"With its OxyContin, Purdue unleashed a highly abusable, addictive, and potentially dangerous drug on an unsuspecting and unknowing public," [U.S. Attorney John] Brownlee said. "For these misrepresentations and crimes, Purdue and its executives have been brought to justice."
"[C]ompany chief executive officer Michael Friedman, general counsel Howard Udell and former chief medical officer Paul Goldenheim each pleaded guilty to a misdemeanor count of misbranding the drug. Of the total fine [of $634.5 million], $34.5 million was levied on those three."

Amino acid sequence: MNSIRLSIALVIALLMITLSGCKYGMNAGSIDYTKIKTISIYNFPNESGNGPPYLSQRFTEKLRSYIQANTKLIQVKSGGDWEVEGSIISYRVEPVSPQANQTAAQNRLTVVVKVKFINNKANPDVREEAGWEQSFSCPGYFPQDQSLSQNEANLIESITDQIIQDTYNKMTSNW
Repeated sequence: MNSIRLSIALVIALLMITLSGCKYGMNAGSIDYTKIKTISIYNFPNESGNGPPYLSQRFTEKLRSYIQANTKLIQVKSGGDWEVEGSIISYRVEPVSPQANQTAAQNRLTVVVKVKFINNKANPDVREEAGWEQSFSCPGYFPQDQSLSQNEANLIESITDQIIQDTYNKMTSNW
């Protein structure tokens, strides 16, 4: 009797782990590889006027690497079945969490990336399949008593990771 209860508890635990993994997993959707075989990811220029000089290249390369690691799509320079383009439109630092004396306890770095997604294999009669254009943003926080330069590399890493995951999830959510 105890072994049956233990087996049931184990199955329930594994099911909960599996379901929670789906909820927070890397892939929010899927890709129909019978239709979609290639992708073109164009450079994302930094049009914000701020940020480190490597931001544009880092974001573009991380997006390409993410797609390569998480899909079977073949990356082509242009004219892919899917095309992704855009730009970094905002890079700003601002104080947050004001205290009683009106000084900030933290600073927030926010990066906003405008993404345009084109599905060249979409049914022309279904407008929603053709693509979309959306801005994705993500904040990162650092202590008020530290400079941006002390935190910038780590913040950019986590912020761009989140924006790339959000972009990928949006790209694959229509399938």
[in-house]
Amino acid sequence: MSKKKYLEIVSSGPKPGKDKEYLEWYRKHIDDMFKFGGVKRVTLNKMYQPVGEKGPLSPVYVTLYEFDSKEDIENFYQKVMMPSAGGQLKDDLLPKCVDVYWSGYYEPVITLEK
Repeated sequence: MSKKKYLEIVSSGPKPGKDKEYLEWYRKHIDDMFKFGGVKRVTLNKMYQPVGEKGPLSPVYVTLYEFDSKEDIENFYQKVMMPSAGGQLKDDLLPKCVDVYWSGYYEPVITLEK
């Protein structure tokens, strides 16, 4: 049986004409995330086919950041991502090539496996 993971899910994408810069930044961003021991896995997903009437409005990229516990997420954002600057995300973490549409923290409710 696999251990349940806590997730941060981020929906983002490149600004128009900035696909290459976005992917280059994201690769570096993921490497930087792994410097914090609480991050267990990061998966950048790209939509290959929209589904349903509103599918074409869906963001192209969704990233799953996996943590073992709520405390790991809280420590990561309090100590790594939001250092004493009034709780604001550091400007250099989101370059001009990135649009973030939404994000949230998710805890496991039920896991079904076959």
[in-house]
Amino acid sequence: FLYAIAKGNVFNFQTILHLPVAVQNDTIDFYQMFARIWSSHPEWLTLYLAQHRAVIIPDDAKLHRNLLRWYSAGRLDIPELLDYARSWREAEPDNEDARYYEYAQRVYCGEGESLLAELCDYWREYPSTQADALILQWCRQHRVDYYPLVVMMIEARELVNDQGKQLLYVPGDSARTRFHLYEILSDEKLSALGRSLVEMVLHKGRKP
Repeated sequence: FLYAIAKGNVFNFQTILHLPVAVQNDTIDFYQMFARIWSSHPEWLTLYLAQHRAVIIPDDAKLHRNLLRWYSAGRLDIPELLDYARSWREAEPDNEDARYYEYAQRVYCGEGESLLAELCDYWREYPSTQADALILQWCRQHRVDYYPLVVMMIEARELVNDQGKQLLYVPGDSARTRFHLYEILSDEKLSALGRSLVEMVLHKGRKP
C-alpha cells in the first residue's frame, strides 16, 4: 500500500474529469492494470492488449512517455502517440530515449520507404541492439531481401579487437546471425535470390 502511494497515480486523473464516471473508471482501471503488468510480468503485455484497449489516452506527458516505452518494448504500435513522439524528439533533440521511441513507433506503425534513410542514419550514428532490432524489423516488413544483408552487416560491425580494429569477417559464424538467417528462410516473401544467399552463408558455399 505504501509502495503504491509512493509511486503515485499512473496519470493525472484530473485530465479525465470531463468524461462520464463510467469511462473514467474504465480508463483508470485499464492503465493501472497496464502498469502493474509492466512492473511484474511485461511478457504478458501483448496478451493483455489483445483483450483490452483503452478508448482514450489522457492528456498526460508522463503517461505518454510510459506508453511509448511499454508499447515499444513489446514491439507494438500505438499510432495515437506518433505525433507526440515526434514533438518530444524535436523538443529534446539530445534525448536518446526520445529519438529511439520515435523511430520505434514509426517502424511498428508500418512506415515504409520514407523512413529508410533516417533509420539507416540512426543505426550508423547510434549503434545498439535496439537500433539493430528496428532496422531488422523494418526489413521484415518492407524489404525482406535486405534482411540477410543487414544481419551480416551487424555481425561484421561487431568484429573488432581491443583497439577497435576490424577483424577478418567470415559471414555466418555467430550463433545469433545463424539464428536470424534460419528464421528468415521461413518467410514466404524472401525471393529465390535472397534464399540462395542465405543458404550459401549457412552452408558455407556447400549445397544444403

To me, the punishment does not come close to fitting the crime. The fines are paltry compared to the amount of money that the company, and no doubt the executives, made by falsely promoting an addictive drug. No one is doing any jail time.
I saw U.S. Attorney Brownlee on the PBS Newshour Friday and he kept emphasizing how the company had been brought to justice and that executives had to walk into court and admit to being guilty. But a company does not act on its own--human beings do. And the three executives who walked into court to admit guilt then walked right back out and into their old jobs.
And it is not remotely plausible to me that these three were the only ones involved in this level of illegal activity.
This strikes me as a very incomplete form of justice.